|Ivars Peterson's MathTrek|
February 22, 1999
Some of that information is predictable, and some isn't. If the market works effectively and efficiently, predictable information is already accounted for in the price. In other words, a rise or fall has already taken place on the basis of predictions. When the news finally arrives, it can no longer affect the price. Hence, price fluctuations occur only in response to truly new pieces of information--the parts that aren't predictable based on available data.
It makes sense, then, to model fluctuations in stock prices as a random (or Markov) process, which proceeds in independent increments. Human ingenuity, fear, intuition, fallibility, and incompetence, however, conspire to complicate the situation.
Stock-market price fluctuations pictured as a one-dimensional random walk.
Economist Thomas Lux of the University of Bonn in Germany and electrical engineer Michele Marchesi of the University of Cagliari in Italy unveil some of those complexities in the Feb. 11 Nature. Their mathematical analyses demonstrate that, in the realm of the stock market, information in does not necessarily lead to correspondingly rational behavior out. Far from being a fundamentally rational enterprise, such a market is inevitably influenced by the herd behavior of their participants.
The researchers based their financial-market computer simulations on models of physical systems made up of a large number of interacting units, or agents. The virtual traders were divided into two groups. One group followed the conventional premise that the participating traders expect the price to follow the so-called fundamental value of the asset, buying (or selling) when they believe the actual market price is below (or above the fundamental value). Instead of making decisions based on real information on the predicted future value of a stock, the second group--called noise traders--attempted to identify trends and patterns and considered the behavior of other traders as key sources of information.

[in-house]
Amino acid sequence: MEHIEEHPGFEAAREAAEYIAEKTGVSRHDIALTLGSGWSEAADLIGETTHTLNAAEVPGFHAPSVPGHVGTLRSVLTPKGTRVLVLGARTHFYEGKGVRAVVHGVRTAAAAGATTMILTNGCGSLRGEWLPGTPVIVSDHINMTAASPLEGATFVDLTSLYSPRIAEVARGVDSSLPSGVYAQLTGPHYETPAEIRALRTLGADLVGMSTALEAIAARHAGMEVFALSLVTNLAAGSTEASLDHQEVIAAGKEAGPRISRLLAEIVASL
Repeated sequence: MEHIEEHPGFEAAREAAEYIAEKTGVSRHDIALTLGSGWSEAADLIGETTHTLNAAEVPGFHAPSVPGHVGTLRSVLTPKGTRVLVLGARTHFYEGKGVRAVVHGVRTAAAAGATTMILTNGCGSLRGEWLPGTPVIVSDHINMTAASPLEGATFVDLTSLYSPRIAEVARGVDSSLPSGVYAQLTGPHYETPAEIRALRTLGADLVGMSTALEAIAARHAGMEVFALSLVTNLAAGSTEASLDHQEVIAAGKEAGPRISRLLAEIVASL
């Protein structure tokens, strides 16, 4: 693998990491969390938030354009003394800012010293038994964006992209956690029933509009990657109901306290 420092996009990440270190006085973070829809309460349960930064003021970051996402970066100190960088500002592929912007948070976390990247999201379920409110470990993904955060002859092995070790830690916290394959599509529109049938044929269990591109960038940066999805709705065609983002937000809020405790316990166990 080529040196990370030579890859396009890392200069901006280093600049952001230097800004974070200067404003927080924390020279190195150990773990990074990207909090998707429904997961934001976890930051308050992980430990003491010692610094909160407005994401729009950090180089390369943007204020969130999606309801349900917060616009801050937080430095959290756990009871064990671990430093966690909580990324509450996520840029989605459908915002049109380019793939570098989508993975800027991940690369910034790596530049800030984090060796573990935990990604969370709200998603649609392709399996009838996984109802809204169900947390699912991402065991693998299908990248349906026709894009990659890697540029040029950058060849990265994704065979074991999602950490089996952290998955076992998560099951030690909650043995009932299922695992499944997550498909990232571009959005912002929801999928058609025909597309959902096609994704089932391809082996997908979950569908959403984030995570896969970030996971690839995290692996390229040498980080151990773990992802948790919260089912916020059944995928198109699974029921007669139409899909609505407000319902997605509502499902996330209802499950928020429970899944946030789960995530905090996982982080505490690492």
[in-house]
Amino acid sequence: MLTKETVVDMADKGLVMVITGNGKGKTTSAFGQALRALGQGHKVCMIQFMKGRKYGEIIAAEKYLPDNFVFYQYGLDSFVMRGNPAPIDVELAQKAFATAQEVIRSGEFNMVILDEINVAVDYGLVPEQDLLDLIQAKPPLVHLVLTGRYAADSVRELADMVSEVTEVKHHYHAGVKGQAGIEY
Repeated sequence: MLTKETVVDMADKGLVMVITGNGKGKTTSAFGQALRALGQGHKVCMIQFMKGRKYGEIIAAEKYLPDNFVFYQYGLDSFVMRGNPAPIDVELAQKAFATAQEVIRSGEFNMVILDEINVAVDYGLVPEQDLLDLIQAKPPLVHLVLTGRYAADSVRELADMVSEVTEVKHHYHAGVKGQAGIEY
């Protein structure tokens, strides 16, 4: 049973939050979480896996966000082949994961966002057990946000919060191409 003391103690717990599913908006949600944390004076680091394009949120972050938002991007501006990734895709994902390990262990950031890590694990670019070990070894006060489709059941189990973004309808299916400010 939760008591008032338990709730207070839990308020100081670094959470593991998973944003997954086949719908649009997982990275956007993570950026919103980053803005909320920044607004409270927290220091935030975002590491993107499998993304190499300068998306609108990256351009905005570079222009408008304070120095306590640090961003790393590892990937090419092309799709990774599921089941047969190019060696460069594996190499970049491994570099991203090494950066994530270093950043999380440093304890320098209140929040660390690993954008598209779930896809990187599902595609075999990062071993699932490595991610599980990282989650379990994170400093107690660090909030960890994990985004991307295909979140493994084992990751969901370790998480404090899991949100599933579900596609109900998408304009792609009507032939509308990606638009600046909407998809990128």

In an additional refinement, Lux and Marchesi also distinguished between optimistic and pessimistic noise traders. "It is important for the resulting market operations whether a noise trader believes in a rising or declining market," the researchers note. "Optimists will buy additional units of the asset, whereas pessimists will sell part of their actual holdings of the asset."
The model allowed individuals to move from one group to another in response to changes in the fundamental value of an asset and to price fluctuations resulting from the agents' market operations. "Individuals react to certain economic forces by changing their behavior with a certain probability," Lux and Marchesi remark.
In an efficient, rational market, the magnitude of stock price changes would reflect the scale of the inputs that influence the price. In other words, the movements of prices are an immediate and unbiased reflection of incoming news about future earnings prospects. This is often not what actually happens, however.
Lux and Marchesi show that factoring in the behavior of the various types of noise traders destabilizes the market. Indeed, such activity typically leads to periods of extreme price volatility. Those fluctuations have little or nothing to do with changes in the inputs that normally influence price. They arise from the interaction of traders with different beliefs and market strategies.
"The alternation between tranquil and turbulent periods comes about through the changes of agents between groups," Lux and Marchesi say. "In particular, in periods of high volatility we also find a large fraction of agents in the noise trader group. Theoretical analysis shows that a critical value for the number of noise traders exists where the system loses its stability."
Copyright 1999 by Ivars Peterson
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